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According to the law under the Statute of Acton Burnell 1283, if one was owed money, the debtor could be imprisoned until the debt was paid. Since the debtor could not easily work, this meant that his or her friends would have to pay the debt. If they turned out not to be able to (or just not such good friends), the debtor would have to stay in gaol.


This law was the cruellest of poverty traps, as gaolers made up their earnings by charging their prisoners. ‘Gaol fees’ could include anything from the basic service charge (garnish) to rent of bedding, surcharge for a private cell and exorbitant charges for food and drink. Even if the debtor paid off his original debt, he still owed the ever increasing gaol fees and until they were paid, he would not be released. ‘Charles Pitman, Richard Falkar, Richard Feathers, Edward Jordan, Zachoriah Bionis, Mary Wallingford, Richard Farthing, Elizabeth Dixson, John Flenday and one Matthews’ were Clink debtors, presented to the Surrey Quarter Sessions courts in 1729. By this time almost all the local prisons were given over largely to debtors, though The Clink was in merciful decline.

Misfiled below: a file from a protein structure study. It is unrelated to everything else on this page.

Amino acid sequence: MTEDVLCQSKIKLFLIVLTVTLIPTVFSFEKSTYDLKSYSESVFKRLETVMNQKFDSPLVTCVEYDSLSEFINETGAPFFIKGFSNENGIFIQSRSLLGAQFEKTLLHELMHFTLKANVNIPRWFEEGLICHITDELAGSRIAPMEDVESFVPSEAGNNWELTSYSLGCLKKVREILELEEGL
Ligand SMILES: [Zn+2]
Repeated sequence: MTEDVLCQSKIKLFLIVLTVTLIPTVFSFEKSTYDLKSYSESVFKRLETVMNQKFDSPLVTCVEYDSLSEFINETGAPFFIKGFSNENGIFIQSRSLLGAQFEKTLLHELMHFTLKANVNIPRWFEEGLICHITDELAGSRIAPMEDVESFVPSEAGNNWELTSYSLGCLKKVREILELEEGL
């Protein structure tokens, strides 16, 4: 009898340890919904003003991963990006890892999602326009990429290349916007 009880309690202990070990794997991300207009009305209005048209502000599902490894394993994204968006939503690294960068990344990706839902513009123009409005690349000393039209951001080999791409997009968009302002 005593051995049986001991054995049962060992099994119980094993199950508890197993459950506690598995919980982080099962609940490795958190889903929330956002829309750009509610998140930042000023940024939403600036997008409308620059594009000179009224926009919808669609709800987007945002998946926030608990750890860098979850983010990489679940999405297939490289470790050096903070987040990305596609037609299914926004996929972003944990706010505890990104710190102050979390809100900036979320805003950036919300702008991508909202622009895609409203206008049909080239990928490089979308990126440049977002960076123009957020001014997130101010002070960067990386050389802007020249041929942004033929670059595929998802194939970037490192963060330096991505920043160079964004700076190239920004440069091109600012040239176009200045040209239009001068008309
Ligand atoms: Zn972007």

In 1649, the old Bishop’s Palace had been sold to property developer, Thomas Walker for £4,380 6S 8d, who had turned it into shops and dye-houses. He established an alley (Compter Alley, now Stoney Street) leading to The Clink. In 1660, the building was returned to the bishop, who assumed the rents. In 1720 the historian John Strype wrote that The Clink ‘of late years had been of little account’; the 1732 census recorded only two inmates and by the end of the 1745 Jacobite Rebellion it was ‘so decayed’ that a temporary prison had to be rented nearby, apparently on Park Street. In 1761, it was labelled ‘a very dismal hole, where debtors are sometimes confined, but little used’. A guide book of 1765 described The Clink as a ‘filthy noisome dungeon’, adding that its gateway still stood, but that the rest was warehouses.

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